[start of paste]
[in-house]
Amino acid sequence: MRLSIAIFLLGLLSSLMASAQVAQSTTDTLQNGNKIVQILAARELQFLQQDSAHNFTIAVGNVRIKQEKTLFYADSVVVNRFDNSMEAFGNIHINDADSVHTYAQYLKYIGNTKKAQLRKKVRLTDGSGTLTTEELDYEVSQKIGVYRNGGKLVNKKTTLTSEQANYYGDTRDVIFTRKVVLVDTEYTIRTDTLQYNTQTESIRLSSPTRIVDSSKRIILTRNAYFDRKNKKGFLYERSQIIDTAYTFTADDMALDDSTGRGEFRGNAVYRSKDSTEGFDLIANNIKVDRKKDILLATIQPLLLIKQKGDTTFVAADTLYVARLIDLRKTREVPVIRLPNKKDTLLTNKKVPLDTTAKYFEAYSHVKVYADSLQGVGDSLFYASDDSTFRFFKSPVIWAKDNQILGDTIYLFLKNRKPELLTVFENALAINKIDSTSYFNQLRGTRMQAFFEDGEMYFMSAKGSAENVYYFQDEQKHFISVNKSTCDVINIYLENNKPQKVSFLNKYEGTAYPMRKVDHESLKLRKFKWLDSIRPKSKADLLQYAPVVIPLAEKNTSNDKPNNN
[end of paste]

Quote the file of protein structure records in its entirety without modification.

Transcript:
[in-house]
Amino acid sequence: MRLSIAIFLLGLLSSLMASAQVAQSTTDTLQNGNKIVQILAARELQFLQQDSAHNFTIAVGNVRIKQEKTLFYADSVVVNRFDNSMEAFGNIHINDADSVHTYAQYLKYIGNTKKAQLRKKVRLTDGSGTLTTEELDYEVSQKIGVYRNGGKLVNKKTTLTSEQANYYGDTRDVIFTRKVVLVDTEYTIRTDTLQYNTQTESIRLSSPTRIVDSSKRIILTRNAYFDRKNKKGFLYERSQIIDTAYTFTADDMALDDSTGRGEFRGNAVYRSKDSTEGFDLIANNIKVDRKKDILLATIQPLLLIKQKGDTTFVAADTLYVARLIDLRKTREVPVIRLPNKKDTLLTNKKVPLDTTAKYFEAYSHVKVYADSLQGVGDSLFYASDDSTFRFFKSPVIWAKDNQILGDTIYLFLKNRKPELLTVFENALAINKIDSTSYFNQLRGTRMQAFFEDGEMYFMSAKGSAENVYYFQDEQKHFISVNKSTCDVINIYLENNKPQKVSFLNKYEGTAYPMRKVDHESLKLRKFKWLDSIRPKSKADLLQYAPVVIPLAEKNTSNDKPNNN